bankruptcy | Apr 22, 2024 |
Pirch files for bankruptcy

The inevitable has happened. Almost one month to the day after Pirch halted operations, the Southern California–based appliance, kitchen and bath showroom has filed for Chapter 7 bankruptcy.

The documents, submitted in court on Monday, include a rough sketch of the company’s troubles, listing liabilities ranging from “$100 to $500 million,” owed to anywhere from 1,000 to 5,000 creditors. According to the filing, the company has assets on hand valued at $10 to $50 million.

The choice of a Chapter 7 filing (a liquidation of assets) as opposed to a Chapter 11 filing (a status often used to reorganize a business) crushes any lingering hope that Pirch could be revived in some form. Now, the company will sell off what it can in order to repay creditors—and there are many of them. A 56-page list included with the filing contains major appliance brands like Sub-Zero and Miele, hundreds of design firms, and a seemingly endless roster of Southern California homeowners. An informational meeting for creditors has been set for May 28.

The bankruptcy filing comes on the heels of an internal announcement by senior management that Pirch’s “pause” in operations would be permanent. Only days prior, the chain had been sued for more than $40 million in damages by American Express and Ohio credit card processing firm Worldpay due to customer chargebacks.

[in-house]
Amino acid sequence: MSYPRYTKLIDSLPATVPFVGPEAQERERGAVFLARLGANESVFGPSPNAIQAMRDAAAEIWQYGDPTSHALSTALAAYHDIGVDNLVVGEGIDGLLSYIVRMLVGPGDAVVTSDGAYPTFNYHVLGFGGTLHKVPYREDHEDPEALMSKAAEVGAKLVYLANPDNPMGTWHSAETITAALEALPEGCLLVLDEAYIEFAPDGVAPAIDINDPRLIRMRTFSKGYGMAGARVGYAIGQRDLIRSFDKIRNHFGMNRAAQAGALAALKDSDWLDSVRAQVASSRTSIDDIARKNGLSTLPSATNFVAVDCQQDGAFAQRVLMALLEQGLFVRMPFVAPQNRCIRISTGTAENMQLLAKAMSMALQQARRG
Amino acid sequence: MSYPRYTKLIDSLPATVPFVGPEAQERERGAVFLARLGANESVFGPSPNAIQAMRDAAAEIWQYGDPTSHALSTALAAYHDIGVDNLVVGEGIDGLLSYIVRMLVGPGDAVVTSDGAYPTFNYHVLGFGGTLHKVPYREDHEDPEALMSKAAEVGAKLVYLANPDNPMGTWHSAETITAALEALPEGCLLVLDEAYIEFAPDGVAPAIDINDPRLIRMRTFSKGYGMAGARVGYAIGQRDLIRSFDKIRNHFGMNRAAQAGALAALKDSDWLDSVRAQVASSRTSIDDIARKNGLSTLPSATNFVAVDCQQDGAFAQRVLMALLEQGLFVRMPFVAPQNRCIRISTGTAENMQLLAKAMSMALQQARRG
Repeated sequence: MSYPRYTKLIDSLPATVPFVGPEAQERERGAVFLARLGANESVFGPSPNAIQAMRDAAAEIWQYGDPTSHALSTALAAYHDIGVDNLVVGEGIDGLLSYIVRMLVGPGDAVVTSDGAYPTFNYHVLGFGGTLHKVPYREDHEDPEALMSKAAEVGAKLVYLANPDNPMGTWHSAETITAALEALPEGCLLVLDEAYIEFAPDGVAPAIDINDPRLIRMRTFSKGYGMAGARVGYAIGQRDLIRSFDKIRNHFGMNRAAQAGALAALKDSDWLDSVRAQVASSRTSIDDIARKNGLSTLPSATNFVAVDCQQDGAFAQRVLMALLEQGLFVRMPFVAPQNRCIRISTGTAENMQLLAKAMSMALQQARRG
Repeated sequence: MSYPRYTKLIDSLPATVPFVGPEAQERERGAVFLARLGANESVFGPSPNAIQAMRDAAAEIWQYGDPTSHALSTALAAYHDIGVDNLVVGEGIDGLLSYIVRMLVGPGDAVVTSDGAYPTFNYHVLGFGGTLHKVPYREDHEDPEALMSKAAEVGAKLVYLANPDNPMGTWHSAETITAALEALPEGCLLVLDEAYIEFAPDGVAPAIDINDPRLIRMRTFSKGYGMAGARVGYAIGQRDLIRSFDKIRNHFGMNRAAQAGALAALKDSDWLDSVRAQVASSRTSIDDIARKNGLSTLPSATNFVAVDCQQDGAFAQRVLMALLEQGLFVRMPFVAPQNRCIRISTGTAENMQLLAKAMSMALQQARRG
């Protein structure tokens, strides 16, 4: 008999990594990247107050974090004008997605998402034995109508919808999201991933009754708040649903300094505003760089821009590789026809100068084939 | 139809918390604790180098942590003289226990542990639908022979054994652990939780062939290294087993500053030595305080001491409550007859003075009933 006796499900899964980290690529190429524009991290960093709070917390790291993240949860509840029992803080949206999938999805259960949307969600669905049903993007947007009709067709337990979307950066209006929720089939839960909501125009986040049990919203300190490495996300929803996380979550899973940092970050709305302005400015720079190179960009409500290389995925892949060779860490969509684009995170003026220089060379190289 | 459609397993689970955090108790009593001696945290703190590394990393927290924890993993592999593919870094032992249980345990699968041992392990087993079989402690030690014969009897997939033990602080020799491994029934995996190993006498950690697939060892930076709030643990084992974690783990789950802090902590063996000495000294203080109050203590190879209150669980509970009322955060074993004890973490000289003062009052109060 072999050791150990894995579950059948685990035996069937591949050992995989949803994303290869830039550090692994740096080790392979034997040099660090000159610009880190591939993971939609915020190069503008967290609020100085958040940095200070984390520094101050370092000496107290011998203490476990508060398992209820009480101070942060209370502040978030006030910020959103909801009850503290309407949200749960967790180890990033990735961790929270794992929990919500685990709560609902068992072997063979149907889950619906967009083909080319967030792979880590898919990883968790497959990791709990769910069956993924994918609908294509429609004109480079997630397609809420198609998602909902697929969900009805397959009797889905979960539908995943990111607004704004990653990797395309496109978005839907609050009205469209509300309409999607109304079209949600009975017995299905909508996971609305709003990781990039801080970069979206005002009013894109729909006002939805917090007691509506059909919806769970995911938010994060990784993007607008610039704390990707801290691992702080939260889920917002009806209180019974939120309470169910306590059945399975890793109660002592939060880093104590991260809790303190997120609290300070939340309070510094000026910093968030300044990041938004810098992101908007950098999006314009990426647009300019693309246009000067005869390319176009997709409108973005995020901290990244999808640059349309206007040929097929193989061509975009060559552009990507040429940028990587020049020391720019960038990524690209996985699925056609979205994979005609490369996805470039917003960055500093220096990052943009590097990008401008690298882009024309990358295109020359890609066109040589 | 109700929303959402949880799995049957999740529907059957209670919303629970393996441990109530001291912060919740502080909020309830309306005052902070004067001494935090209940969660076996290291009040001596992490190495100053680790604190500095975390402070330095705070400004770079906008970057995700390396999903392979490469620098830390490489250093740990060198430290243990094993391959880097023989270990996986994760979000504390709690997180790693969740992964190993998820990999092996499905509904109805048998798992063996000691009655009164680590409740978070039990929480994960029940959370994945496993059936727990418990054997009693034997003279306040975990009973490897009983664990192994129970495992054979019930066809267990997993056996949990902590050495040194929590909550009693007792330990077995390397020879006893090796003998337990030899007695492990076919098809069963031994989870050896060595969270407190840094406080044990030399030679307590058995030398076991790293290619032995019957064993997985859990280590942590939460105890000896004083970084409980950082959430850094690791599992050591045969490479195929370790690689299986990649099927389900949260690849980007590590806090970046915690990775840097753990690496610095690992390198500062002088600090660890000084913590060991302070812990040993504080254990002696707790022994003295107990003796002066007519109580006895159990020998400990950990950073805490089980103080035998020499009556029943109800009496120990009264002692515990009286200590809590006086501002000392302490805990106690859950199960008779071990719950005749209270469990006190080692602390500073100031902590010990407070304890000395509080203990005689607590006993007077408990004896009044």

Meanwhile one former Pirch customer is looking to get law enforcement involved. Last week, Marshall Krupp, a resident of Orange, California, filed complaints with both the San Diego and Orange County district attorneys to investigate the company for breach of contract and fraud. In a note sent to law enforcement and the media today, Krupp says he’s hoping the authorities will add embezzlement and conspiracy to the mix.

“I believe that evidence will show that [the] business conducted [by] Pirch, Inc. was built on a Ponzi scheme,” writes Krupp. “I believe that there is evidence to show that on the weekend prior their closure, they were conducting business, taking 100 [percent] deposits on customer purchases of high-end appliances and promising deliveries when they knew that they could not fulfill their promises and commitments and that the closure of Pirch, Inc. was [imminent].”

In the letter, Krupp also named private equity firm L Catterton, at one time a stakeholder in Pirch. In a statement to Business of Home, L Catterton denied any involvement. “We sold our equity interest in Pirch in 2020 and have no involvement in the management of its affairs today.”

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